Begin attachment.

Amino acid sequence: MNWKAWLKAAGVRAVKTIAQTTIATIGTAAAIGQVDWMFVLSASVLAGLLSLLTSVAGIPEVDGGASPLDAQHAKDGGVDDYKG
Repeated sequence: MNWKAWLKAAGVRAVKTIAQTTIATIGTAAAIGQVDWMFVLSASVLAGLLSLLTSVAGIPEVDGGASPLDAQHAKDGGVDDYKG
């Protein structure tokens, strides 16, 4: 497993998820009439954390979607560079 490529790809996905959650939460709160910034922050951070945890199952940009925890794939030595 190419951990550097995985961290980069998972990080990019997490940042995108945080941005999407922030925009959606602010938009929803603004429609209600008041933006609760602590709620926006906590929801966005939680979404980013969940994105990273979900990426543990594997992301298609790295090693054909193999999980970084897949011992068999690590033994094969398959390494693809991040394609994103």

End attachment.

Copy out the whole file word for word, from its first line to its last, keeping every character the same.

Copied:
Amino acid sequence: MNWKAWLKAAGVRAVKTIAQTTIATIGTAAAIGQVDWMFVLSASVLAGLLSLLTSVAGIPEVDGGASPLDAQHAKDGGVDDYKG
Repeated sequence: MNWKAWLKAAGVRAVKTIAQTTIATIGTAAAIGQVDWMFVLSASVLAGLLSLLTSVAGIPEVDGGASPLDAQHAKDGGVDDYKG
């Protein structure tokens, strides 16, 4: 497993998820009439954390979607560079 490529790809996905959650939460709160910034922050951070945890199952940009925890794939030595 190419951990550097995985961290980069998972990080990019997490940042995108945080941005999407922030925009959606602010938009929803603004429609209600008041933006609760602590709620926006906590929801966005939680979404980013969940994105990273979900990426543990594997992301298609790295090693054909193999999980970084897949011992068999690590033994094969398959390494693809991040394609994103």